single-dr.php

JDR Vol.7 No.3 pp. 313-318
doi: 10.20965/jdr.2012.p0313
(2012)

Review:

Mouse Model of Abortion Induced by Brucella abortus Infection

Masahisa Watarai

The United Graduate School of Veterinary Science, Yamaguchi University, 1677-1 Yoshida, Yamaguchi 753-8515, Japan

Received:
June 17, 2011
Accepted:
December 2, 2011
Published:
April 1, 2012
Keywords:
IFN-γ, RANTES, abortion, Brucella abortus, mouse
Abstract

The mechanisms of abortion induced by bacterial infection are largely unknown. We found that Brucella abortus, a causative agent of brucellosis and a facultative intracellular pathogen, caused abortion in pregnant mice. High rates of abortion are observed for bacterial infection on day 4.5 of gestation, but not for other days. Regardless of whether fetuses are aborted or not, the transmission of bacteria to the fetus and bacterial replication in the placenta are observed. There is a higher degree of bacterial colonization in the placenta than in other organs and many bacteria are detected in trophoblast giant cells in the placenta. The intracellular growth-defective virB4 mutant and attenuated vaccine strain S19 do not induce abortion. In the case of abortion, the induction of IFN-γ and RANTES production is observed at day 7.5 of gestation – the placental development period – for infection by the wild type strain but not by the virB4 mutant or S19. B. abortus-infected pregnant IFN-γ knockoutmice die within 15 days of infection, but nonpregnant IFN-γ knockout mice remain alive. The neutralization of IFN-γ or RANTES, in which production is induced by infection with B. abortus serves to prevent abortion. These results indicate that abortion induced by B. abortus infection is regulated by IFN-γ during the period of placental development, and the production and function of RANTES are correlated with IFN-γ.

Cite this article as:
M. Watarai, “Mouse Model of Abortion Induced by Brucella abortus Infection,” J. Disaster Res., Vol.7, No.3, pp. 313-318, 2012.
Data files:
References
  1. [1] M. N. Seleem, S. M. Boyle, and N. Sriranganathan, “Brucellosis: a re-emerging zoonosis,” Veterinary Microbiology, Vol.140, pp. 392-298, 2010.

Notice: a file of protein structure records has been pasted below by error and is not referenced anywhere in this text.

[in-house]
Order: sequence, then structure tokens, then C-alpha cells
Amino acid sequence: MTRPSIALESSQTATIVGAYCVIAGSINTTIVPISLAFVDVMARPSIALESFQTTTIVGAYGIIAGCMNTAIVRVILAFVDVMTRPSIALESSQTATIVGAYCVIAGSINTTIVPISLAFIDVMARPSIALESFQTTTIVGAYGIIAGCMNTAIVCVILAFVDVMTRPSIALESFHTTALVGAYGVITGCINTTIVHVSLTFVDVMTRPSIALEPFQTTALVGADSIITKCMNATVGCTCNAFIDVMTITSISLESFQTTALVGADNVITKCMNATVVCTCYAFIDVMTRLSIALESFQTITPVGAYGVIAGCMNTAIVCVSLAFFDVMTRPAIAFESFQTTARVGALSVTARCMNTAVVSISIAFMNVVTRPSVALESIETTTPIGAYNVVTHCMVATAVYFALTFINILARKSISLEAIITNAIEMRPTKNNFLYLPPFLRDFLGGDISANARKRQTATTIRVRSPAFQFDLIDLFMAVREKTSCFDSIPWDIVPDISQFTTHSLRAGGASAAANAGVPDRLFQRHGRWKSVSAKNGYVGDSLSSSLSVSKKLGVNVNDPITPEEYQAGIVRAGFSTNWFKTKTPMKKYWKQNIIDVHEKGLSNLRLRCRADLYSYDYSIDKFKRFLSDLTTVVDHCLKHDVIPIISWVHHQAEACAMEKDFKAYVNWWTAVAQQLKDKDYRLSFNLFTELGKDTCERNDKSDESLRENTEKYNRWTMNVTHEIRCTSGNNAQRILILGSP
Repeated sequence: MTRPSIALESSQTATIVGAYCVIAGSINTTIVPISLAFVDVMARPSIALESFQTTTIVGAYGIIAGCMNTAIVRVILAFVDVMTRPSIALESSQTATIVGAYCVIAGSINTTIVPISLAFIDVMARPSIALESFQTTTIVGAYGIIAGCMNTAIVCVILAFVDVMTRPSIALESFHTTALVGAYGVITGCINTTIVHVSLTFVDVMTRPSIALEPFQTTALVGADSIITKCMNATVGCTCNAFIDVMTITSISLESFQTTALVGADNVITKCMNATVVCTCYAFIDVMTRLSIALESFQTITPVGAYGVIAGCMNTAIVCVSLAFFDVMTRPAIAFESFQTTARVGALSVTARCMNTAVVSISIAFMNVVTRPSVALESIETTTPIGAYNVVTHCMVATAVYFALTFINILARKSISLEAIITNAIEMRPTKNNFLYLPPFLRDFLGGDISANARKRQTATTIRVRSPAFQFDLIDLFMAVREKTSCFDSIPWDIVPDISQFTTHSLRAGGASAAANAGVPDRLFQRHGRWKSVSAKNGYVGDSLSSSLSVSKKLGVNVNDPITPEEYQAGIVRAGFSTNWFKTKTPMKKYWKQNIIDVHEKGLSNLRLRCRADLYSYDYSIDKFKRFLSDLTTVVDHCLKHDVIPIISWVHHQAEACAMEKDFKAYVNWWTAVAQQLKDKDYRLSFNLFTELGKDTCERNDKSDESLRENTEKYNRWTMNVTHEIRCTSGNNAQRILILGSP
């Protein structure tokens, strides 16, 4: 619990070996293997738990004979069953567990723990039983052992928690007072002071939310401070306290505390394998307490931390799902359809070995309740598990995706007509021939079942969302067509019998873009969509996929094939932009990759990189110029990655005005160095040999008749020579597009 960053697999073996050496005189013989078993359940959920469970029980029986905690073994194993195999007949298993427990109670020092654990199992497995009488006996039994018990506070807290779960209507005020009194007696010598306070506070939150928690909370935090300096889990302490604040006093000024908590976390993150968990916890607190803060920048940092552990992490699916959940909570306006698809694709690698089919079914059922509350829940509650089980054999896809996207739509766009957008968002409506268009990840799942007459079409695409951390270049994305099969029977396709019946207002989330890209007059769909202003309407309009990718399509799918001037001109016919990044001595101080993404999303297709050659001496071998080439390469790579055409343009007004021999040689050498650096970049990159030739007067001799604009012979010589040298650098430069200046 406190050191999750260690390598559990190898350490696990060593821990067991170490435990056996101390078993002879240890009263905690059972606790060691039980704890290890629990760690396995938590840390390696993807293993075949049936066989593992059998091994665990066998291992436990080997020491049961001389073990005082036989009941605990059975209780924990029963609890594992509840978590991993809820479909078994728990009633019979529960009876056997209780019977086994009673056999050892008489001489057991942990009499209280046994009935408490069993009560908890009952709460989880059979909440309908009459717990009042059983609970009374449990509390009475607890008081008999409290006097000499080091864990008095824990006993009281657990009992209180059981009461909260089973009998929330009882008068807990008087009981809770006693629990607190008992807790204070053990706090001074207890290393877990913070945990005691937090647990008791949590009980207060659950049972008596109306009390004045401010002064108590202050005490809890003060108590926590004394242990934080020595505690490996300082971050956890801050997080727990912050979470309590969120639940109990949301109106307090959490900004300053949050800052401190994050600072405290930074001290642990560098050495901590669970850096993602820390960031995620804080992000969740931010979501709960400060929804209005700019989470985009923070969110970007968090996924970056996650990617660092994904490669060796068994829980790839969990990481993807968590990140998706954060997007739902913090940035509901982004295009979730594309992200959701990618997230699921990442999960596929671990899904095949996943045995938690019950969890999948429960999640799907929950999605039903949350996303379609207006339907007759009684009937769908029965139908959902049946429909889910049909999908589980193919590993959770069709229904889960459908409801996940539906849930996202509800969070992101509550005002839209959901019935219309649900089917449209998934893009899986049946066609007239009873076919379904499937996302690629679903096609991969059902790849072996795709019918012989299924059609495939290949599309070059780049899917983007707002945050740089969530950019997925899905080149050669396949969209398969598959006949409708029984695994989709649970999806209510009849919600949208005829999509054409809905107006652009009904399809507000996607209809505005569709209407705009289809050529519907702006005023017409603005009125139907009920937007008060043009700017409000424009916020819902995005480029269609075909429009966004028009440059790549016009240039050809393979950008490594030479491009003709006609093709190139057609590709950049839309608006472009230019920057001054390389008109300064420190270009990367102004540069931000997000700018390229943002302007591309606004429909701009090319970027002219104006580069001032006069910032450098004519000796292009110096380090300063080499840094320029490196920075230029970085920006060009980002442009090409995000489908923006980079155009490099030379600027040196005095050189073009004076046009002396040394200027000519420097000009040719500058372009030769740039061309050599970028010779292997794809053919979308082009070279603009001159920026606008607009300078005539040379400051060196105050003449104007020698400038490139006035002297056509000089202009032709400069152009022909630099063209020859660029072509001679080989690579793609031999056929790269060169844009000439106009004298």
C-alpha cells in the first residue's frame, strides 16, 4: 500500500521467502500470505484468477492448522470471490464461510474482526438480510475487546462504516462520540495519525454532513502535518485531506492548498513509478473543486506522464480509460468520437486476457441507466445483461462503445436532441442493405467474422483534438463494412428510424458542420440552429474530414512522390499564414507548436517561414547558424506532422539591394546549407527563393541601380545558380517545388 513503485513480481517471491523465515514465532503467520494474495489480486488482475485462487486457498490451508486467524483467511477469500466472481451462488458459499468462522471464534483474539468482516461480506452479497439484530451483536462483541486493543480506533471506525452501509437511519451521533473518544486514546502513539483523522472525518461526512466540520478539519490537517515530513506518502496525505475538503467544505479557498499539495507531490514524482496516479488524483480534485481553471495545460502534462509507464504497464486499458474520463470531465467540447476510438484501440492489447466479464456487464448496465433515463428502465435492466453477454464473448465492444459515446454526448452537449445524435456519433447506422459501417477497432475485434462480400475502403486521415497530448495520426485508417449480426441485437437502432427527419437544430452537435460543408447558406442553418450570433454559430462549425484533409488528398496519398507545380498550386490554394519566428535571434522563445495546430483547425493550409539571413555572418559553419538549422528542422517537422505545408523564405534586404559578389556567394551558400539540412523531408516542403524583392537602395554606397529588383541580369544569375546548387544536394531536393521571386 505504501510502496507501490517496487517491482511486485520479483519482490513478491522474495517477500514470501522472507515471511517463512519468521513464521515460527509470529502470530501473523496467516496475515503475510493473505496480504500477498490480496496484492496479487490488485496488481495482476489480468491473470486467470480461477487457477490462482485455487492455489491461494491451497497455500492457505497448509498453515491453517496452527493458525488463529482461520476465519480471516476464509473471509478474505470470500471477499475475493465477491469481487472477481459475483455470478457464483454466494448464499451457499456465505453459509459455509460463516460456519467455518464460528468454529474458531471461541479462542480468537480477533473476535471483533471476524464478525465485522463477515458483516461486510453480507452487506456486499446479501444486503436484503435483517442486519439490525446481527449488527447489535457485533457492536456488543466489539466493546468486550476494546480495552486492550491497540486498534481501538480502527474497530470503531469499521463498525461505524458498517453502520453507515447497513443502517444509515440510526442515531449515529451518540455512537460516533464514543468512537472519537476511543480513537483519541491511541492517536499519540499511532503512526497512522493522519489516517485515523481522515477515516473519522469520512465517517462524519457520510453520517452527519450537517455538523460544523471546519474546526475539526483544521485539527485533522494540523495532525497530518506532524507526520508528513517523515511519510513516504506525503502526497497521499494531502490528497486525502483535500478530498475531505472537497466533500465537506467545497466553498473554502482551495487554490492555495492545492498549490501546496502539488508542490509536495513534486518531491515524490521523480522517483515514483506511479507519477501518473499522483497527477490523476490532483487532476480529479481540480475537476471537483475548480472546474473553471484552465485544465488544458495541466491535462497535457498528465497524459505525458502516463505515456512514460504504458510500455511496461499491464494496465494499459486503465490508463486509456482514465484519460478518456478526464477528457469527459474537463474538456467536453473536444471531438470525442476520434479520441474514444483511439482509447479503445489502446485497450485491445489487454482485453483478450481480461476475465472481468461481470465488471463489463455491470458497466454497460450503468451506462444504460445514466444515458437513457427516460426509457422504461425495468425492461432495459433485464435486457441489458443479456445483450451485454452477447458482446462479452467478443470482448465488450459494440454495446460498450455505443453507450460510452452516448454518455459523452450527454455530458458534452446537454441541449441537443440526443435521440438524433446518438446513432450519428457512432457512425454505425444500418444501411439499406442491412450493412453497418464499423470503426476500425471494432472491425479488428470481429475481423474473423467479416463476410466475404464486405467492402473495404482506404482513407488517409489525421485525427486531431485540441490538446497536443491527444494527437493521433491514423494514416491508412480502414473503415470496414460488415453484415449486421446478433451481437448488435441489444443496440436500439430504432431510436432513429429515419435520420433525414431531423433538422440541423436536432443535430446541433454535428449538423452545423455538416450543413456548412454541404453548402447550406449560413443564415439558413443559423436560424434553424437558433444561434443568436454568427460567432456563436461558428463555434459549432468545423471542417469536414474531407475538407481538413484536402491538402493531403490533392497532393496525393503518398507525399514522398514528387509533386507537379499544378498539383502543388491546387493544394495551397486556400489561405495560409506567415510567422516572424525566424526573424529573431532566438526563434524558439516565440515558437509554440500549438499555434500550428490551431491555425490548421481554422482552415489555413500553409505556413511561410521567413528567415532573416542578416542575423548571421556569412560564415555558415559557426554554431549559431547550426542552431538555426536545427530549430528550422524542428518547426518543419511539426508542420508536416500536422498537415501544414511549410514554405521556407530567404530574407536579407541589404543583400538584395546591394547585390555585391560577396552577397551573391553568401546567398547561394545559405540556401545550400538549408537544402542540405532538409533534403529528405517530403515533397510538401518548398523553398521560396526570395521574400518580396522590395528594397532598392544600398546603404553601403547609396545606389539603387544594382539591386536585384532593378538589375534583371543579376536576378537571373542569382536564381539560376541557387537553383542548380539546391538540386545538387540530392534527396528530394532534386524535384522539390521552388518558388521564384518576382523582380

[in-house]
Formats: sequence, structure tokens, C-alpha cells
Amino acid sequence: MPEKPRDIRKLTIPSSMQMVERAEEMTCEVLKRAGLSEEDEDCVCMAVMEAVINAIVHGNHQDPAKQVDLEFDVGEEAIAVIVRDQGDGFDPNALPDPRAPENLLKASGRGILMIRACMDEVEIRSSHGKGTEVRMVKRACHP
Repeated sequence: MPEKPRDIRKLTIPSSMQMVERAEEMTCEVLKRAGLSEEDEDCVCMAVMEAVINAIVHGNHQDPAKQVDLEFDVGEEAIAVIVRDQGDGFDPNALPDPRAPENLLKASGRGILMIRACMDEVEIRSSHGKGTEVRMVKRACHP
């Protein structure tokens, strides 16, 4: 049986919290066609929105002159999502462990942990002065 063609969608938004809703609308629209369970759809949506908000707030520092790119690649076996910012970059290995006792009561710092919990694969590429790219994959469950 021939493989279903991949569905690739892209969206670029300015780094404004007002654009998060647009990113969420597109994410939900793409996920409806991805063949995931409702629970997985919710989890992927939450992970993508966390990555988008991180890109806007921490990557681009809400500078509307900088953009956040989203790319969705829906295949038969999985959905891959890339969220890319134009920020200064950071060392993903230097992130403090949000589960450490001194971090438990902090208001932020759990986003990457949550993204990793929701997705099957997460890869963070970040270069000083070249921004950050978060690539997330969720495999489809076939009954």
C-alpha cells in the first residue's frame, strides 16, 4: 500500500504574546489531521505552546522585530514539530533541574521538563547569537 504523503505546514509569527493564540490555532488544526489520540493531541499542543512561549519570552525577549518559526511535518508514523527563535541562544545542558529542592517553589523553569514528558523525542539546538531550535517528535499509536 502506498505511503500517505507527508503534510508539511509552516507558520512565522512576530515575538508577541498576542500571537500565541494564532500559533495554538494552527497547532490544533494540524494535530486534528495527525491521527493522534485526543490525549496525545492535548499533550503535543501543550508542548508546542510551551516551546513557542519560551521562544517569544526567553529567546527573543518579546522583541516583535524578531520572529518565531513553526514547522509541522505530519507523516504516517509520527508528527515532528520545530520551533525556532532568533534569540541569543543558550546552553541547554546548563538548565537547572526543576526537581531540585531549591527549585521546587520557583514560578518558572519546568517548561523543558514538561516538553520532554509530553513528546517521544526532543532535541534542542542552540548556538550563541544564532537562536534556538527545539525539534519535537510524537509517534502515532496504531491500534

2. [2] G. Pappas, “The changing Brucella ecology: novel reservoirs, new threats,” Int. J. of Antimicrobial Agents, Vol.36, Supplement 1, pp. S8-S11, 2010.
  3. [3] F. M. Enright, “The pathogenesis and pathibiology of Brucella infection in domestic animals,” In Animal Brucellosis, K. Nielsen, and J. R. Duncan (Eds.), pp. 301-320. CRC Press, Boca Raton, FL, USA, 1990.
  4. [4] L. Tobias, D. O. Cordes, and G. G. Schurig, “Placental pathology of the pregnant mouse inoculated with Brucella abortus strain 2308,” Veterinary Pathology, Vol.30 pp. 119-129, 1993.
  5. [5] R. A. Ugalde, “Intracellular lifestyle of Brucella spp. common genes with other animal pathogens, plant pathogens, and endosymbionts,” Microbes and Infection, Vol.1 pp. 1211-1219, 1999.
  6. [6] R. M. Roop 2nd, J. M. Gaines, E. S. Anderson, C. C. Caswell, and D. W. Martin, “Survival of the fittest: how Brucella strains adapt to their intracellular niche in the host,” Medical Microbiology and Immunology, Vol.198, pp. 221-238, 2009.
  7. [7] P. J. Christie and J. P. Vogel “Bacterial type IV secretion: conjugation systems adapted to deliver effector molecules to host cells,” Trends in Microbiology, Vol.8, pp. 354-360, 2000.
  8. [8] R. M. Delrue, M. Martinez-Lorenzo, P. Lestrate, I. Danese, V. Bielarz, P. Mertens, X. De Bolle, A. Tibor, J. P. Gorvel, and J. J. Letesson, “Identification of Brucella spp. genes involved in intracellular trafficking,” Cellular Microbiology, Vol.3 pp. 487-497, 2001.